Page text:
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ABSTRACT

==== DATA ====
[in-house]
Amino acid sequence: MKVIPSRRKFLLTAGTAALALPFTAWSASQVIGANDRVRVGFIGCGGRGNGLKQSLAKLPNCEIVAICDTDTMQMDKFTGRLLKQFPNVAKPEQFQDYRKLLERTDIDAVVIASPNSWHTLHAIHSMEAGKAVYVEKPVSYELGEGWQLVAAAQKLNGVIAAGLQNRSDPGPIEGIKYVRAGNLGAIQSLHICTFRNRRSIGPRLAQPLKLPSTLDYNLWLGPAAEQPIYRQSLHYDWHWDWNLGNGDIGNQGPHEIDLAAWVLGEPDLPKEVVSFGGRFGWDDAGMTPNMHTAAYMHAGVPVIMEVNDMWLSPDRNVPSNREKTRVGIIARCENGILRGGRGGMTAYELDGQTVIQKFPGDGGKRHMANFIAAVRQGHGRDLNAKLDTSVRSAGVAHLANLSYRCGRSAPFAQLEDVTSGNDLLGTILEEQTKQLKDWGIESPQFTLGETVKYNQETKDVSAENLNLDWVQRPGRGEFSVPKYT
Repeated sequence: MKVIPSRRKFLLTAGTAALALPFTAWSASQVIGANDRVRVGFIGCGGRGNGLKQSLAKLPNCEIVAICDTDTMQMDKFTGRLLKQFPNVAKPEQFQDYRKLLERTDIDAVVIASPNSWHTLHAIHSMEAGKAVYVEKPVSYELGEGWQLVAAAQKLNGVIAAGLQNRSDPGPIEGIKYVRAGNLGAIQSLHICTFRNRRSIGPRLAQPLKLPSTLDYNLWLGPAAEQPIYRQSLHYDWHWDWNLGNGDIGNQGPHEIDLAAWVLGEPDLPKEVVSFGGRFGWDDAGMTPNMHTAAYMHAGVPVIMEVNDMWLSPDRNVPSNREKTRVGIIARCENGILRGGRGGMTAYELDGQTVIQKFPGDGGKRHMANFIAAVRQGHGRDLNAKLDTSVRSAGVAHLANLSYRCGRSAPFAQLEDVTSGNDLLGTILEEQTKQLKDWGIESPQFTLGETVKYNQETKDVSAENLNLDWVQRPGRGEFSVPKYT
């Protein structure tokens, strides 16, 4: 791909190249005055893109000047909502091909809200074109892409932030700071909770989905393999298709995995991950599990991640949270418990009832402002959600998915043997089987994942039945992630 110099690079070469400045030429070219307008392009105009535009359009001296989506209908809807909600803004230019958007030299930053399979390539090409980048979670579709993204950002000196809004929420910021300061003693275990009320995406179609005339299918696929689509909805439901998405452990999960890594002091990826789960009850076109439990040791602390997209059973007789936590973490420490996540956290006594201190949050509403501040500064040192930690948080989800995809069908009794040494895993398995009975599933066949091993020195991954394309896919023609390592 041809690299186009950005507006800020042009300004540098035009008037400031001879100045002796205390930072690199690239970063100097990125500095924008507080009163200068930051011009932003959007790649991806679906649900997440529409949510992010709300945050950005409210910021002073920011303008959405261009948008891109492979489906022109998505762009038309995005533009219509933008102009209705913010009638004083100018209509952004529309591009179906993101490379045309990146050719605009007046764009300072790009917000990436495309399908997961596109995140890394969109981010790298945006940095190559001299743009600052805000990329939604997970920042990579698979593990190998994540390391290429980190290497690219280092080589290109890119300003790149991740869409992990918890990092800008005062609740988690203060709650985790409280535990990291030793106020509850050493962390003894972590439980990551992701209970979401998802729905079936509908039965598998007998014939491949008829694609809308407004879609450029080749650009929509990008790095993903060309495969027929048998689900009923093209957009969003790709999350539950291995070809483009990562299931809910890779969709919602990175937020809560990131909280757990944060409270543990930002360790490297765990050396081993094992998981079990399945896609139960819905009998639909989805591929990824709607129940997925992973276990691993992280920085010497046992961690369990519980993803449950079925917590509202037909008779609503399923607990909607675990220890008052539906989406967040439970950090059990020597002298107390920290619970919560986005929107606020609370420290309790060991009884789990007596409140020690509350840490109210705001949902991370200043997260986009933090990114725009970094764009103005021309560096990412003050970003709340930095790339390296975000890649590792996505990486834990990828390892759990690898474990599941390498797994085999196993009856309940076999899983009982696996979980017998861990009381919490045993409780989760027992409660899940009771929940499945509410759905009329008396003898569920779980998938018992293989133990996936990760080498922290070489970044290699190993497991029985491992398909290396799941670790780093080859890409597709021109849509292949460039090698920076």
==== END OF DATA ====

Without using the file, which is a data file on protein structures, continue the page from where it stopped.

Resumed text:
The deglaciation history of northeastern Minnesota and northwestern Ontario is outlined using geological and ichthyofaunal evidence from the continental to local scales. Both published and new data indicate the existence of eastern outlets drawing from pre-and-early Agassiz lakes. Part of the Arctic watershed was impounded between the Duluth Complex highlands and the retreating Rainy lobe. These outlets had their flows routed through the “Keating Complex” and the “Gunflint Arrow Lakes Corridor.” Discharges around the Duluth Complex’s northeast limb reached the Superior basin along Superior lobe ice, then exited down existing pre-glacial river valleys and a prominent, “valley-type” topographic bench between Hovland and Grand Marais, Minnesota.

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